Grove said the only solution available to him is fencing. Over the past years he and his family have built approximately 10 kilometres of eight-foot-high wire fencing fixed to sturdy metal posts.
After years of work, Grove has about 60 per cent of his production fields enclosed. The accompanying cost, in money and time, has been immense. He said the government compensation programs for the fencing and for damage caused by the elk has been inadequate.
According to a Yukon government representative, funding of up to $4.50 per linear foot of fencing is provided for game fencing that is at least seven feet high around crops on farms that can demonstrate commercial viability.
Compensation for elk damage to crops and fencing around high-value crops is also available but producers must provide records of their crop yield for verification and participate in the elk conflict hunt program.
Despite all the work that went into fences, Grove said it is far from a perfect solution. He said running elk have become tangled in the fences and died and bull elk will attack the fences during their early-fall breeding season in an attempt to mate with his domesticated cow elk.
Grove recently pleaded guilty to Wildlife Act charges related to the 2019 shootings of two bull elk out of season. He said the bulls were behaving very aggressively in or near the fenced pasture where he keeps the captive cow elk. One of them broke through the tall wire fence before he shot it.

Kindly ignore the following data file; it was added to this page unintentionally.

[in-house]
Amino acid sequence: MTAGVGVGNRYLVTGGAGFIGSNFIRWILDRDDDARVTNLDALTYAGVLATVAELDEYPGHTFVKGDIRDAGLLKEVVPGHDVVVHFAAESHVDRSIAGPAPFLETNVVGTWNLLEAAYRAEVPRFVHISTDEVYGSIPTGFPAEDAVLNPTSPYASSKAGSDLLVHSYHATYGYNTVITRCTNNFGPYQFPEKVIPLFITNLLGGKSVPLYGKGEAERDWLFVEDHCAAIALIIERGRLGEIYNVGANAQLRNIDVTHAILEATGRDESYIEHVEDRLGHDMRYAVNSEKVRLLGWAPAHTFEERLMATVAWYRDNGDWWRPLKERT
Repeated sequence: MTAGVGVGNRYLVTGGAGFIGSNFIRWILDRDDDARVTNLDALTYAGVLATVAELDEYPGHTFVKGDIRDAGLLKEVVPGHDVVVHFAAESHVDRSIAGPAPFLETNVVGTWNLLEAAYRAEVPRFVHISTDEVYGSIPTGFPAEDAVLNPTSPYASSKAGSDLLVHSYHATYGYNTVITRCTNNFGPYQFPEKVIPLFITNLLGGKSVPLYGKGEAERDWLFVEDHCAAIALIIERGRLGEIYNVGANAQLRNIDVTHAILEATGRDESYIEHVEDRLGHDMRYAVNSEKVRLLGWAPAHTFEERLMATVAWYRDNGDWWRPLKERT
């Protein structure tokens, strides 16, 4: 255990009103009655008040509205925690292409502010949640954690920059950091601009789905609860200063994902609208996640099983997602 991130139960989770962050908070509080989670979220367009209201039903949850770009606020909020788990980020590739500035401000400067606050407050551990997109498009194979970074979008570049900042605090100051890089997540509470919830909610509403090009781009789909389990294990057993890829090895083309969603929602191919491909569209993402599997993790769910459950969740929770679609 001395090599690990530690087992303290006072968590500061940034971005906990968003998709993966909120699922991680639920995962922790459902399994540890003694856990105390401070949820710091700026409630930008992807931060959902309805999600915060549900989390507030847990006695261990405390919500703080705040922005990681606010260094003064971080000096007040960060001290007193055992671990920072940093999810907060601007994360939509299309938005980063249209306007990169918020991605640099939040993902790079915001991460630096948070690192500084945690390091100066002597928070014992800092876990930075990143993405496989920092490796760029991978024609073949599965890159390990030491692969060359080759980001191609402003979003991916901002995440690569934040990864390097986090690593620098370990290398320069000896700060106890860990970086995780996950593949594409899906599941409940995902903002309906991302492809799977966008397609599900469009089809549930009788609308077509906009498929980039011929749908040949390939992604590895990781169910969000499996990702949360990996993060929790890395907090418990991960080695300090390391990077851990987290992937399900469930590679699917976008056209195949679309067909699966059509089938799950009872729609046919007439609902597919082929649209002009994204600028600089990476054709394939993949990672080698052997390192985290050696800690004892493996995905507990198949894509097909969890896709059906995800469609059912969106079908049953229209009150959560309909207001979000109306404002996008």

He noted that section 86 of the Wildlife Act, which provides for the killing of wildlife to protect a person’s life, does not apply to the elk. It does not authorize the killing of herbivores except for moose and wood bison.
Grove said he cannot simply take no action when there is a risk of the wild elk breaching his fences because under section 99 of the Wildlife Act he can also face charges if his captive elk escape and roam free.
Grove detailed times where he and his wife have had to sleep in shifts in order to take turns scaring elk away from the fences and fields.
In June, the Yukon government’s departments of Environment and Energy, Mines and Resources told the News they were working on a two-year plan to reduce the wild elk herd by 85 to 90 animals and provide more money for fencing.
Grove said he thinks the population reduction is a good start but regulations also need to change in order to put him and the other farmers and ranchers in the elk zones on level footing with those in the elk exclusion zones where any Yukon hunter can get a permit to harvest them year-round.
Grove said he feels it is important for agriculture in the Yukon to continue to develop and the Takhini River Valley is one of the most productive places around Whitehorse for the sector to grow. He sees the Elk as a major barrier to farmers’ livelihoods and said the way they are managed has strayed beyond negligence and into malice.
“This isn’t an accident, they know what they’re doing,” he said.
Contact Jim Elliot at firstname.lastname@example.org